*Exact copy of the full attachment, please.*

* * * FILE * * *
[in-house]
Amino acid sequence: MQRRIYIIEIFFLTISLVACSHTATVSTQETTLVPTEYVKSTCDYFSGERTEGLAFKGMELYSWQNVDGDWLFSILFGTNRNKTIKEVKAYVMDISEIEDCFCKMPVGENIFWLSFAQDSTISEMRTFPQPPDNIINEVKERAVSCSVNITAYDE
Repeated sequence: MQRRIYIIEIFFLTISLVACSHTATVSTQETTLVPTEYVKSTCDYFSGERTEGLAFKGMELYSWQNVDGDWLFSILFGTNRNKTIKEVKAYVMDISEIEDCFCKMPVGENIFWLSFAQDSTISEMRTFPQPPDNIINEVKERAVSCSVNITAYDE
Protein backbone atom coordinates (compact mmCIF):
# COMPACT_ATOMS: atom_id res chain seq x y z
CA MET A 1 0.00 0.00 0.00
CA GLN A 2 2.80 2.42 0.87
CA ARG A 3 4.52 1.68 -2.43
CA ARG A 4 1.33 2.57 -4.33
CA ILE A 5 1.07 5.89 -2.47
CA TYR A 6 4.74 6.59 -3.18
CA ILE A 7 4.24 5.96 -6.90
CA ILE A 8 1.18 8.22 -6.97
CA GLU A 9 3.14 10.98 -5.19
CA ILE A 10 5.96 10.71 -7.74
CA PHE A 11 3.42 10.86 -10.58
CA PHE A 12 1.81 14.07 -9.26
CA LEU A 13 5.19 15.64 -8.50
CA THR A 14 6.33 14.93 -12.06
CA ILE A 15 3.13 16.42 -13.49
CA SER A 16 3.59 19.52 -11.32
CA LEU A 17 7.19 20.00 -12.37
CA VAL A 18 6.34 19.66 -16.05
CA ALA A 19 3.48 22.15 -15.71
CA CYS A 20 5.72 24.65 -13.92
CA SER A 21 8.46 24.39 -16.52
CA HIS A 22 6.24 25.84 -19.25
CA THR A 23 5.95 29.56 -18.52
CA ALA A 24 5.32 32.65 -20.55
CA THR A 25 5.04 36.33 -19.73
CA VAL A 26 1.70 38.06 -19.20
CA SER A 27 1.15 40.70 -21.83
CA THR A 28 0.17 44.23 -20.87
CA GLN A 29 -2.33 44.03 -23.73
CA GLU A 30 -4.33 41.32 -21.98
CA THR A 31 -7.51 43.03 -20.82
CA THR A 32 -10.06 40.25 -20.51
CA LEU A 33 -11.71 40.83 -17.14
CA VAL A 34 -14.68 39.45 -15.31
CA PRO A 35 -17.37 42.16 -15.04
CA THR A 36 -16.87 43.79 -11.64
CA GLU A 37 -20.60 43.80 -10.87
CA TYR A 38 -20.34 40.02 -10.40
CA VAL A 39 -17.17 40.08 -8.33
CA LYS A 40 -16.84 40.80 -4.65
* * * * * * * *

[in-house]
Amino acid sequence: MQRRIYIIEIFFLTISLVACSHTATVSTQETTLVPTEYVKSTCDYFSGERTEGLAFKGMELYSWQNVDGDWLFSILFGTNRNKTIKEVKAYVMDISEIEDCFCKMPVGENIFWLSFAQDSTISEMRTFPQPPDNIINEVKERAVSCSVNITAYDE
Repeated sequence: MQRRIYIIEIFFLTISLVACSHTATVSTQETTLVPTEYVKSTCDYFSGERTEGLAFKGMELYSWQNVDGDWLFSILFGTNRNKTIKEVKAYVMDISEIEDCFCKMPVGENIFWLSFAQDSTISEMRTFPQPPDNIINEVKERAVSCSVNITAYDE
Protein backbone atom coordinates (compact mmCIF):
# COMPACT_ATOMS: atom_id res chain seq x y z
CA MET A 1 0.00 0.00 0.00
CA GLN A 2 2.80 2.42 0.87
CA ARG A 3 4.52 1.68 -2.43
CA ARG A 4 1.33 2.57 -4.33
CA ILE A 5 1.07 5.89 -2.47
CA TYR A 6 4.74 6.59 -3.18
CA ILE A 7 4.24 5.96 -6.90
CA ILE A 8 1.18 8.22 -6.97
CA GLU A 9 3.14 10.98 -5.19
CA ILE A 10 5.96 10.71 -7.74
CA PHE A 11 3.42 10.86 -10.58
CA PHE A 12 1.81 14.07 -9.26
CA LEU A 13 5.19 15.64 -8.50
CA THR A 14 6.33 14.93 -12.06
CA ILE A 15 3.13 16.42 -13.49
CA SER A 16 3.59 19.52 -11.32
CA LEU A 17 7.19 20.00 -12.37
CA VAL A 18 6.34 19.66 -16.05
CA ALA A 19 3.48 22.15 -15.71
CA CYS A 20 5.72 24.65 -13.92
CA SER A 21 8.46 24.39 -16.52
CA HIS A 22 6.24 25.84 -19.25
CA THR A 23 5.95 29.56 -18.52
CA ALA A 24 5.32 32.65 -20.55
CA THR A 25 5.04 36.33 -19.73
CA VAL A 26 1.70 38.06 -19.20
CA SER A 27 1.15 40.70 -21.83
CA THR A 28 0.17 44.23 -20.87
CA GLN A 29 -2.33 44.03 -23.73
CA GLU A 30 -4.33 41.32 -21.98
CA THR A 31 -7.51 43.03 -20.82
CA THR A 32 -10.06 40.25 -20.51
CA LEU A 33 -11.71 40.83 -17.14
CA VAL A 34 -14.68 39.45 -15.31
CA PRO A 35 -17.37 42.16 -15.04
CA THR A 36 -16.87 43.79 -11.64
CA GLU A 37 -20.60 43.80 -10.87
CA TYR A 38 -20.34 40.02 -10.40
CA VAL A 39 -17.17 40.08 -8.33
CA LYS A 40 -16.84 40.80 -4.65